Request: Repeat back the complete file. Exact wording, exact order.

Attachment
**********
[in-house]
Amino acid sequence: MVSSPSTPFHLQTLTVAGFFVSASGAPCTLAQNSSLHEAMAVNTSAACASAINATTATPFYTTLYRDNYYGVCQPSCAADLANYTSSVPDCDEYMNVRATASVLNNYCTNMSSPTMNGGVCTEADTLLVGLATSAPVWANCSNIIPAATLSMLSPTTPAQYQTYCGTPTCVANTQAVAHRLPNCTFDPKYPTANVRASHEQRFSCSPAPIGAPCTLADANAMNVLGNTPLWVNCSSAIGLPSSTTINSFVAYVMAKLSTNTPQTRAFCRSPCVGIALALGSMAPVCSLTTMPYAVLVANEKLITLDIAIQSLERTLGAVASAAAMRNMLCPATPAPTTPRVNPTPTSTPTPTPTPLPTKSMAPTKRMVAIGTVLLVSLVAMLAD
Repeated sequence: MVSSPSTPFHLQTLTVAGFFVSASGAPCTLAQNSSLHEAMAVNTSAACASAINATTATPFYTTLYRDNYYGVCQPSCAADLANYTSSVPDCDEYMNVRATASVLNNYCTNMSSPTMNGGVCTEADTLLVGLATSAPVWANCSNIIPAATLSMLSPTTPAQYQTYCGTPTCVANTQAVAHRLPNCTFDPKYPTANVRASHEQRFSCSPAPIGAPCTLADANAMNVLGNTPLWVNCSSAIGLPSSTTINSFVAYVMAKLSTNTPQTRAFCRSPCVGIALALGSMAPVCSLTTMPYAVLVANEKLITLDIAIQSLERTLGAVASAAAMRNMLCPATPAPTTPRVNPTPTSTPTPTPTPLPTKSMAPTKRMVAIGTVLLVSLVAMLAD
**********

[in-house]
Amino acid sequence: MVSSPSTPFHLQTLTVAGFFVSASGAPCTLAQNSSLHEAMAVNTSAACASAINATTATPFYTTLYRDNYYGVCQPSCAADLANYTSSVPDCDEYMNVRATASVLNNYCTNMSSPTMNGGVCTEADTLLVGLATSAPVWANCSNIIPAATLSMLSPTTPAQYQTYCGTPTCVANTQAVAHRLPNCTFDPKYPTANVRASHEQRFSCSPAPIGAPCTLADANAMNVLGNTPLWVNCSSAIGLPSSTTINSFVAYVMAKLSTNTPQTRAFCRSPCVGIALALGSMAPVCSLTTMPYAVLVANEKLITLDIAIQSLERTLGAVASAAAMRNMLCPATPAPTTPRVNPTPTSTPTPTPTPLPTKSMAPTKRMVAIGTVLLVSLVAMLAD
Repeated sequence: MVSSPSTPFHLQTLTVAGFFVSASGAPCTLAQNSSLHEAMAVNTSAACASAINATTATPFYTTLYRDNYYGVCQPSCAADLANYTSSVPDCDEYMNVRATASVLNNYCTNMSSPTMNGGVCTEADTLLVGLATSAPVWANCSNIIPAATLSMLSPTTPAQYQTYCGTPTCVANTQAVAHRLPNCTFDPKYPTANVRASHEQRFSCSPAPIGAPCTLADANAMNVLGNTPLWVNCSSAIGLPSSTTINSFVAYVMAKLSTNTPQTRAFCRSPCVGIALALGSMAPVCSLTTMPYAVLVANEKLITLDIAIQSLERTLGAVASAAAMRNMLCPATPAPTTPRVNPTPTSTPTPTPTPLPTKSMAPTKRMVAIGTVLLVSLVAMLAD